March 31, 2012 through January 06, 2013
On view March 31 through January 6, 2013. Open 10am-5:45pm daily.
The American Museum of Natural History
Upper West Side
Free with museum admission: $19; $14.50 students and seniors; $10.50 children ages 2-12
This exhibition features the extraordinary organisms that produce light, from the flickering fireflies found in backyards across the Northeast to the alien deep-sea fishes that illuminate the perpetually dark depths of the oceans.
Rare among plants and animals that live on land, the ability to glow--that is, generate light through a chemical reaction--is much more common in the ocean, where up to 90 percent of animals at depths below 700 meters are bioluminescent, including many unknown to science. Like the crystal jelly whose glow led to a revolution in cell biology, these animals may hold important clues to essential questions, but scientists are in a race against time as habitats are increasingly threatened by pollution, overfishing, and global climate change.
Visitors will move through a series of re-created environments, from the familiar to the extreme, to explore the diversity of organisms that glow and how they do it; discover the variety of ways in which light is used to attract a mate, lure unsuspecting prey, or defend against a predator; and learn how, where, and why scientists study this amazing natural phenomenon. Throughout the exhibition, iPads featuring videos, infographics, photo albums, and animations will provide opportunities to hear directly from researchers about their work.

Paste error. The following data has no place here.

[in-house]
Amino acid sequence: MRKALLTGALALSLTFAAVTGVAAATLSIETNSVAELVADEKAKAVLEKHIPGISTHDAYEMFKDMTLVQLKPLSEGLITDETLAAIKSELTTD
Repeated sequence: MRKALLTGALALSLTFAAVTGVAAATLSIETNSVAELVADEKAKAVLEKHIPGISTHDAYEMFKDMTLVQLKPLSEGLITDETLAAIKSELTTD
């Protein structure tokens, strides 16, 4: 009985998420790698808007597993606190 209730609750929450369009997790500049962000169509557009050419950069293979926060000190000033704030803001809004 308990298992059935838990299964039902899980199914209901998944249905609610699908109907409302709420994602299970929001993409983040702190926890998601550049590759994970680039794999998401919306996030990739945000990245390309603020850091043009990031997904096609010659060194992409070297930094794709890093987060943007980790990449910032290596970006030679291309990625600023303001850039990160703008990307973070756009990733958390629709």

Starting in a local meadow on "a summer's night," where fireflies use unique patterns of flashing light to communicate with potential mates, visitors will descend into "a mysterious cave" in New Zealand to watch a fantastic spectacle of luminescent "fishing lines" strung by larval gnats (glowworms) to trap prey.
A unique interactive environment in "a sparkling sea" will introduce the brilliant light displays of Mosquito Bay on Puerto Rico's Vieques Island, where high concentrations of microscopic dinoflagellates, a type of plankton, create a halo around anything that moves through the water. Visitors will activate the bioluminescent bay as they move through this section.
"The night dive" will feature a large-scale, day-and-night interactive image of the Cayman Islands' Bloody Bay Wall, a remarkable coral wall that is home to both bioluminescent and biofluorescent animals, which glow only after exposure to light. In "altered light," visitors will encounter the jellyfish Aequorea victoria, which combines bioluminescence with biofluorescence (in which an organism's molecules absorb blue light, then radiate it at a lower energy, longer wavelength) to emit flashes of green light. The protein found in its light organs, known as the green fluorescent protein (GFP), has become a critical tool in cellular and developmental biology, used for mapping neural circuits, observing cancer cells, and much more. Borrowed Light will feature live flashlight fishes, which harbor bioluminescent bacteria in an organ under their eyes, and highlight symbiotic relationships.
"The deep ocean" will take visitors into the perpetually dark deep ocean, which comprises the vast majority of the planet's habitable space. A deep sea theater will reveal the diversity of animals that marine biologists have captured on camera, including female anglerfishes waving bioluminescent "lures" to attract prey and mates, and jellyfishes that light up like a flashing pinwheel when threatened.
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